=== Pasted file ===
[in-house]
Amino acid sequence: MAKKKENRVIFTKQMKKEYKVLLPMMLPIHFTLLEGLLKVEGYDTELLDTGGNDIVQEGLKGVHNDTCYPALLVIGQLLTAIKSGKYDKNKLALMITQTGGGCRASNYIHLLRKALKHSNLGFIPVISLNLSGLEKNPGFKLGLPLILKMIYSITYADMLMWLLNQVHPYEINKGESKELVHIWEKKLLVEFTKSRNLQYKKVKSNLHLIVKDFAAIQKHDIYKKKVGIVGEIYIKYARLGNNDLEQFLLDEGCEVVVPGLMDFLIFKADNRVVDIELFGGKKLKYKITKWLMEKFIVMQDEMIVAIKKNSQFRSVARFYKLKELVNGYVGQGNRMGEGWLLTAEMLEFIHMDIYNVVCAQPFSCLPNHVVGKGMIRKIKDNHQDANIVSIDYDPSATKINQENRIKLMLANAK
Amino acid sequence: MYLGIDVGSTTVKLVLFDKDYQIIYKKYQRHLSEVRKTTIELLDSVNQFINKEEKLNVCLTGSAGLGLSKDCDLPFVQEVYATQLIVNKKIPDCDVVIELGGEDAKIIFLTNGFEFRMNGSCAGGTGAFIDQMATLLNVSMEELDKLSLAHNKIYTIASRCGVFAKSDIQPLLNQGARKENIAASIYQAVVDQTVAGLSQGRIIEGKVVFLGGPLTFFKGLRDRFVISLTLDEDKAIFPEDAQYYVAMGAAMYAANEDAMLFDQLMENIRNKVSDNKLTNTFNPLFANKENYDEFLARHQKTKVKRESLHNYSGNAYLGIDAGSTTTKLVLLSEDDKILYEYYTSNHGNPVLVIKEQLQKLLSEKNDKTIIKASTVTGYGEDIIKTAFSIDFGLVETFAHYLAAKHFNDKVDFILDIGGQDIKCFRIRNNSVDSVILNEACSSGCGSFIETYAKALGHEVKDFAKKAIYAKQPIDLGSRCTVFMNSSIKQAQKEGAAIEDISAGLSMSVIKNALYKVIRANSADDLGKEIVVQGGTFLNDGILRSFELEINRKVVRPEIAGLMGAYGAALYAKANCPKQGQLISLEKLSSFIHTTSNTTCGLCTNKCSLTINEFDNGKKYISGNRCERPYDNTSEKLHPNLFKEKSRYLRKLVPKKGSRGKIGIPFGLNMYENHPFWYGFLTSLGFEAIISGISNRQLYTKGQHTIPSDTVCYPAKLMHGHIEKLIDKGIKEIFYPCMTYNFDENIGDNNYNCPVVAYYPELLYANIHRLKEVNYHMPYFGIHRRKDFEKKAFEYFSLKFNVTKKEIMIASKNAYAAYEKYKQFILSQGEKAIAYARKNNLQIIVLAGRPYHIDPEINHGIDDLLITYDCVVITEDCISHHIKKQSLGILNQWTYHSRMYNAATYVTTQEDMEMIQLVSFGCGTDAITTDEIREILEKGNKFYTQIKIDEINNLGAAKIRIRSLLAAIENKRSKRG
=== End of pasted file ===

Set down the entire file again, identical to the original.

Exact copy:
[in-house]
Amino acid sequence: MAKKKENRVIFTKQMKKEYKVLLPMMLPIHFTLLEGLLKVEGYDTELLDTGGNDIVQEGLKGVHNDTCYPALLVIGQLLTAIKSGKYDKNKLALMITQTGGGCRASNYIHLLRKALKHSNLGFIPVISLNLSGLEKNPGFKLGLPLILKMIYSITYADMLMWLLNQVHPYEINKGESKELVHIWEKKLLVEFTKSRNLQYKKVKSNLHLIVKDFAAIQKHDIYKKKVGIVGEIYIKYARLGNNDLEQFLLDEGCEVVVPGLMDFLIFKADNRVVDIELFGGKKLKYKITKWLMEKFIVMQDEMIVAIKKNSQFRSVARFYKLKELVNGYVGQGNRMGEGWLLTAEMLEFIHMDIYNVVCAQPFSCLPNHVVGKGMIRKIKDNHQDANIVSIDYDPSATKINQENRIKLMLANAK
Amino acid sequence: MYLGIDVGSTTVKLVLFDKDYQIIYKKYQRHLSEVRKTTIELLDSVNQFINKEEKLNVCLTGSAGLGLSKDCDLPFVQEVYATQLIVNKKIPDCDVVIELGGEDAKIIFLTNGFEFRMNGSCAGGTGAFIDQMATLLNVSMEELDKLSLAHNKIYTIASRCGVFAKSDIQPLLNQGARKENIAASIYQAVVDQTVAGLSQGRIIEGKVVFLGGPLTFFKGLRDRFVISLTLDEDKAIFPEDAQYYVAMGAAMYAANEDAMLFDQLMENIRNKVSDNKLTNTFNPLFANKENYDEFLARHQKTKVKRESLHNYSGNAYLGIDAGSTTTKLVLLSEDDKILYEYYTSNHGNPVLVIKEQLQKLLSEKNDKTIIKASTVTGYGEDIIKTAFSIDFGLVETFAHYLAAKHFNDKVDFILDIGGQDIKCFRIRNNSVDSVILNEACSSGCGSFIETYAKALGHEVKDFAKKAIYAKQPIDLGSRCTVFMNSSIKQAQKEGAAIEDISAGLSMSVIKNALYKVIRANSADDLGKEIVVQGGTFLNDGILRSFELEINRKVVRPEIAGLMGAYGAALYAKANCPKQGQLISLEKLSSFIHTTSNTTCGLCTNKCSLTINEFDNGKKYISGNRCERPYDNTSEKLHPNLFKEKSRYLRKLVPKKGSRGKIGIPFGLNMYENHPFWYGFLTSLGFEAIISGISNRQLYTKGQHTIPSDTVCYPAKLMHGHIEKLIDKGIKEIFYPCMTYNFDENIGDNNYNCPVVAYYPELLYANIHRLKEVNYHMPYFGIHRRKDFEKKAFEYFSLKFNVTKKEIMIASKNAYAAYEKYKQFILSQGEKAIAYARKNNLQIIVLAGRPYHIDPEINHGIDDLLITYDCVVITEDCISHHIKKQSLGILNQWTYHSRMYNAATYVTTQEDMEMIQLVSFGCGTDAITTDEIREILEKGNKFYTQIKIDEINNLGAAKIRIRSLLAAIENKRSKRG